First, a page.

It’s not Sharknado, but it’s definitely Sharkcano — researchers have found thriving, active sharks in an underwater volcano in the Solomon Islands near Papua New Guinea.
Life always finds a way; whether we’re talking about tardigrades living in extreme environments, plants in frozen landscapes, or, as it turns out, sharks in a volcano. In January 2014, National Geographic reported the unexpected discovery of several marine species living inside an active underwater volcano caldera, in the Kavachi Volcano in the Southwest Pacific Ocean (around the Solomon Islands). Particularly surprising was the presence of sleeper sharks.
“We were freaking out,” said University of Rhode Island Ph.D student Brennan Phillips to National Geographic.
Thought to be both predators and scavengers, sleeper sharks feed by suction and cutting of their prey. They live in frigid depths, where light is scarce and food is even scarcer. So what on Earth were these creatures doing in the hot, acidic caldera? That’s a good question, which researchers wanted to answer. So scientists went back for another expedition. But how do you explore an environment that’s toxic and hot enough to injure or even kill you? Why, you send in the robots, of course.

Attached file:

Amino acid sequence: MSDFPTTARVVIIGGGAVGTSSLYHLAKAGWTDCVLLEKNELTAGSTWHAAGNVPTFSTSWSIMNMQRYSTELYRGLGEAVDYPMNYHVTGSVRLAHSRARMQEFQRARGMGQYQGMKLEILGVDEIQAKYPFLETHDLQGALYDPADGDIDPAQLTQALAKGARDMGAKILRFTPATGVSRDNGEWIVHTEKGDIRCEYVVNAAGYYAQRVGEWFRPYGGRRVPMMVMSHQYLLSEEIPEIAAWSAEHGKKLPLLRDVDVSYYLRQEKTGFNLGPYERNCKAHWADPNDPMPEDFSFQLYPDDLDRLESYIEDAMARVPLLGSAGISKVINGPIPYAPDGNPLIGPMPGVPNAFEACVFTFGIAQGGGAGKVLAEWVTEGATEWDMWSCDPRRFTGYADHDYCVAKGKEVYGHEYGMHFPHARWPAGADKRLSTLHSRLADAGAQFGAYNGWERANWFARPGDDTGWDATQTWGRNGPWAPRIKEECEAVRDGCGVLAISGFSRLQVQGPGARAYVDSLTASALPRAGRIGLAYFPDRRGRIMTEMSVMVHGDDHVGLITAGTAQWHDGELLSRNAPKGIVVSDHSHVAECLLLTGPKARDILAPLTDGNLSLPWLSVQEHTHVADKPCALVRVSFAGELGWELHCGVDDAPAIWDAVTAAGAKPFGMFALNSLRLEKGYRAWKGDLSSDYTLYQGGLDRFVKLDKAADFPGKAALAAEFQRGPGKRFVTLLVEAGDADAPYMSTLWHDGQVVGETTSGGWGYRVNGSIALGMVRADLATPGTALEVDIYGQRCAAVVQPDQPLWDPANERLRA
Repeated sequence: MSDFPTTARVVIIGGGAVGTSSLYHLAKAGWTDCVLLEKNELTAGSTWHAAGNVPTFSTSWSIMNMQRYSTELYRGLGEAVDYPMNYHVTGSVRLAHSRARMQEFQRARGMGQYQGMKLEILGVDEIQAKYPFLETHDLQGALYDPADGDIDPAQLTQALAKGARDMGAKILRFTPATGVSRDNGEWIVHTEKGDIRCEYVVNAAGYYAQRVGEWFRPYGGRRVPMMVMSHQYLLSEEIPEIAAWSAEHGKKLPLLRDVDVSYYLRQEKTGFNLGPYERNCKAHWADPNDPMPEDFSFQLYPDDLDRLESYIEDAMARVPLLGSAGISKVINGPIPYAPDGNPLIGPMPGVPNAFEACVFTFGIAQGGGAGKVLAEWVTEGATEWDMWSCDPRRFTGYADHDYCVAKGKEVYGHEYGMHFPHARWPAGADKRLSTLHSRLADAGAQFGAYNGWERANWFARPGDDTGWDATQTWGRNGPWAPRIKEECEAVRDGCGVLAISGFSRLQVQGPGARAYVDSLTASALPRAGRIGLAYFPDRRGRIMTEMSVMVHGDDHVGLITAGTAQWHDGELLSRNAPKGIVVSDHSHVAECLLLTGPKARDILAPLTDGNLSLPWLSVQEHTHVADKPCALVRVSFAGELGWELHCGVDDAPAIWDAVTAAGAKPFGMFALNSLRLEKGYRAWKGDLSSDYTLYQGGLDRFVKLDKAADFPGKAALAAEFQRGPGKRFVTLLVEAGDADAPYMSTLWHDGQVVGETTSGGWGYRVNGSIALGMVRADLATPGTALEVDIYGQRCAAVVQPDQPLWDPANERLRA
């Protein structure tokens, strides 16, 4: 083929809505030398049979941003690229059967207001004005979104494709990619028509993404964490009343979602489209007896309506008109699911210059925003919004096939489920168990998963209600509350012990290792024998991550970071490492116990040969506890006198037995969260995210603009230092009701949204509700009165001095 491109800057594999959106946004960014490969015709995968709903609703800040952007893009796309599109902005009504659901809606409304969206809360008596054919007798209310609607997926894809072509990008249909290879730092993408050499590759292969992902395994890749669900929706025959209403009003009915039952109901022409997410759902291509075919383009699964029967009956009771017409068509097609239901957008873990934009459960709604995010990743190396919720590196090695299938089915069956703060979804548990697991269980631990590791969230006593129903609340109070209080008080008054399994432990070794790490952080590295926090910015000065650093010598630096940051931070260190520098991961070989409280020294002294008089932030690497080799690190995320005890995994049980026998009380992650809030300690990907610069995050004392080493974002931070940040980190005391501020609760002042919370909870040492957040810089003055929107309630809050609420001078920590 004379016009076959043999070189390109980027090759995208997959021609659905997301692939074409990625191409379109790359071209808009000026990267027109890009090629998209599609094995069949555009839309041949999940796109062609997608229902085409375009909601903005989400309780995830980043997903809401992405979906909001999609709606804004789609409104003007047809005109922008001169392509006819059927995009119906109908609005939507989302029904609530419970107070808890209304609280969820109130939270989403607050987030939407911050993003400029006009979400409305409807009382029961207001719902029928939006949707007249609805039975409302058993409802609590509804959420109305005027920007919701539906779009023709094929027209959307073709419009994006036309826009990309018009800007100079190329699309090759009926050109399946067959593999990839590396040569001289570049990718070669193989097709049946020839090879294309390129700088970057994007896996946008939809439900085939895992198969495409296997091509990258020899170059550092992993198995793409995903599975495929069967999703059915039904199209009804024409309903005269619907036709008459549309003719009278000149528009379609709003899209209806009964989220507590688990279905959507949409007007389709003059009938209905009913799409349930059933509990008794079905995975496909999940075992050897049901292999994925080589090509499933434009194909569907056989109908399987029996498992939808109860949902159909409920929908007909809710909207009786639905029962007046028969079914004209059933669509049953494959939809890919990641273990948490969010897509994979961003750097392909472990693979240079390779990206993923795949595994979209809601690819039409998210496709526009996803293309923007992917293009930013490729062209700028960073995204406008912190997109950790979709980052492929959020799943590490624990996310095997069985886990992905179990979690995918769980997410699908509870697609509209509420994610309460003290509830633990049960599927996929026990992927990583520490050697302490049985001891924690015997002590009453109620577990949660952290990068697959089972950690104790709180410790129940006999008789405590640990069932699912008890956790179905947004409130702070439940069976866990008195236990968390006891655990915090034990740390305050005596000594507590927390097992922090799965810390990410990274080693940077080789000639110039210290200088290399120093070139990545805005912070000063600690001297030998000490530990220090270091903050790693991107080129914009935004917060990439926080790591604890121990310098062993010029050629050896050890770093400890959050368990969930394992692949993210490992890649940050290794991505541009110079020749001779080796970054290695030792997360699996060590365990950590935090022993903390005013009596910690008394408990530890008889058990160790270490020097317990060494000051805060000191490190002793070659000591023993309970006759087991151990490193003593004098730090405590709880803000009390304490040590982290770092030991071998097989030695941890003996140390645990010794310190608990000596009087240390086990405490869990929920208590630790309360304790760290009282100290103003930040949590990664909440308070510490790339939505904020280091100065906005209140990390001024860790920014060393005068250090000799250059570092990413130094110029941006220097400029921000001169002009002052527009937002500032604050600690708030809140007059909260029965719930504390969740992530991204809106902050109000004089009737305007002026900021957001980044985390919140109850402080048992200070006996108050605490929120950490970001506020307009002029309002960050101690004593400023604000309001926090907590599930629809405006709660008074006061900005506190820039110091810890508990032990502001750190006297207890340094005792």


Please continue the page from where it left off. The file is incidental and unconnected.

“Our goal is to send instrumentation there to get meaningful data, but sometimes it’s really fun to just blow stuff up,” says National Geographic explorer and ocean engineer Brennan Phillips.
“The smaller robots have acoustic depth sounders for gathering bathymetry of the vent region, surface water temperature sensors, accelerometers, and cameras. The larger robots carry greenhouse gas monitoring sensors and measure direct gas release to the atmosphere as well as physical air samples. We also have simple drifting robots that are capable of collecting water samples,” says Dunbabin.